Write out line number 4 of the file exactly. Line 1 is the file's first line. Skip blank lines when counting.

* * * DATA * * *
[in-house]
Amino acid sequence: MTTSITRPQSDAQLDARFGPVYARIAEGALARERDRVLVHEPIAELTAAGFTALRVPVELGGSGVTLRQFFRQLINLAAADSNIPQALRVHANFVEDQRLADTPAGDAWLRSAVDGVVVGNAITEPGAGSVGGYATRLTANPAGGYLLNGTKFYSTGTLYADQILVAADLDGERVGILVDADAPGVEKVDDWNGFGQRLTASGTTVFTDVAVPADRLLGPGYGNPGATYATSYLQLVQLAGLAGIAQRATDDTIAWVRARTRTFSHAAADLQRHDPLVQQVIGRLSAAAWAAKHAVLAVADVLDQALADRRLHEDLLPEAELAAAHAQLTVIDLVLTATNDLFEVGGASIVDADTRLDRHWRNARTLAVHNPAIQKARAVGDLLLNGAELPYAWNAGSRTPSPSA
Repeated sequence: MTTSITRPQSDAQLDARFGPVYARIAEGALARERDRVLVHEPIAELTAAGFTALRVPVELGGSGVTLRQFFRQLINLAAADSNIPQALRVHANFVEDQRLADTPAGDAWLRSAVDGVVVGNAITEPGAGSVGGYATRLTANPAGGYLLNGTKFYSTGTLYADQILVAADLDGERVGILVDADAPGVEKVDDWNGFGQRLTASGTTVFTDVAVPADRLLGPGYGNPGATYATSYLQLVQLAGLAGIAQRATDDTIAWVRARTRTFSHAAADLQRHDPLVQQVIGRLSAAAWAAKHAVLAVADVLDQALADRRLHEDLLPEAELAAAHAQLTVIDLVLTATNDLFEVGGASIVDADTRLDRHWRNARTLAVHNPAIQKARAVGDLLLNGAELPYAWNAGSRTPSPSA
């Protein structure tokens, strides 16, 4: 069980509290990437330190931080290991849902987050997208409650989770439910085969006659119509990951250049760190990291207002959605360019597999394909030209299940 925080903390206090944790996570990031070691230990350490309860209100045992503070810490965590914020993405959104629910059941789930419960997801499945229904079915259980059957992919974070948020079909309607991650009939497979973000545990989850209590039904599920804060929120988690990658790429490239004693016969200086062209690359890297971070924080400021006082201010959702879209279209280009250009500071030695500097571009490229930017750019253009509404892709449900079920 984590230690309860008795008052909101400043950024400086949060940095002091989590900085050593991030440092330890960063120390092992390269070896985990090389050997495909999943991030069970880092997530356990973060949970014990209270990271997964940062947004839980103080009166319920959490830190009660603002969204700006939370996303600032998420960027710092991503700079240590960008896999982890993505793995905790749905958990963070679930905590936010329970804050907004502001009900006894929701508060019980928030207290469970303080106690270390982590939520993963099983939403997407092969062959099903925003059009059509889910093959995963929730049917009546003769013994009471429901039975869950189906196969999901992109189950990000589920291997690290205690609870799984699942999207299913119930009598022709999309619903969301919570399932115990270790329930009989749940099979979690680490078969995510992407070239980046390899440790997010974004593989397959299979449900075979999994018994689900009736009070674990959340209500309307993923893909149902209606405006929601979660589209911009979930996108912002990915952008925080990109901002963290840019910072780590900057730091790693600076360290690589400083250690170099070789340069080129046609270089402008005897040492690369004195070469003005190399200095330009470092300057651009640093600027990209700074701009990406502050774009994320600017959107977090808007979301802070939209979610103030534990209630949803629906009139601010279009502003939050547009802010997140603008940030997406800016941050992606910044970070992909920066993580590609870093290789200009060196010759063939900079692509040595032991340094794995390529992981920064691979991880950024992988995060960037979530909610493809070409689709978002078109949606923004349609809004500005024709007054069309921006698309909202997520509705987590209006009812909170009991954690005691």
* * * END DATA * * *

């Protein structure tokens, strides 16, 4: 069980509290990437330190931080290991849902987050997208409650989770439910085969006659119509990951250049760190990291207002959605360019597999394909030209299940 925080903390206090944790996570990031070691230990350490309860209100045992503070810490965590914020993405959104629910059941789930419960997801499945229904079915259980059957992919974070948020079909309607991650009939497979973000545990989850209590039904599920804060929120988690990658790429490239004693016969200086062209690359890297971070924080400021006082201010959702879209279209280009250009500071030695500097571009490229930017750019253009509404892709449900079920 984590230690309860008795008052909101400043950024400086949060940095002091989590900085050593991030440092330890960063120390092992390269070896985990090389050997495909999943991030069970880092997530356990973060949970014990209270990271997964940062947004839980103080009166319920959490830190009660603002969204700006939370996303600032998420960027710092991503700079240590960008896999982890993505793995905790749905958990963070679930905590936010329970804050907004502001009900006894929701508060019980928030207290469970303080106690270390982590939520993963099983939403997407092969062959099903925003059009059509889910093959995963929730049917009546003769013994009471429901039975869950189906196969999901992109189950990000589920291997690290205690609870799984699942999207299913119930009598022709999309619903969301919570399932115990270790329930009989749940099979979690680490078969995510992407070239980046390899440790997010974004593989397959299979449900075979999994018994689900009736009070674990959340209500309307993923893909149902209606405006929601979660589209911009979930996108912002990915952008925080990109901002963290840019910072780590900057730091790693600076360290690589400083250690170099070789340069080129046609270089402008005897040492690369004195070469003005190399200095330009470092300057651009640093600027990209700074701009990406502050774009994320600017959107977090808007979301802070939209979610103030534990209630949803629906009139601010279009502003939050547009802010997140603008940030997406800016941050992606910044970070992909920066993580590609870093290789200009060196010759063939900079692509040595032991340094794995390529992981920064691979991880950024992988995060960037979530909610493809070409689709978002078109949606923004349609809004500005024709007054069309921006698309909202997520509705987590209006009812909170009991954690005691």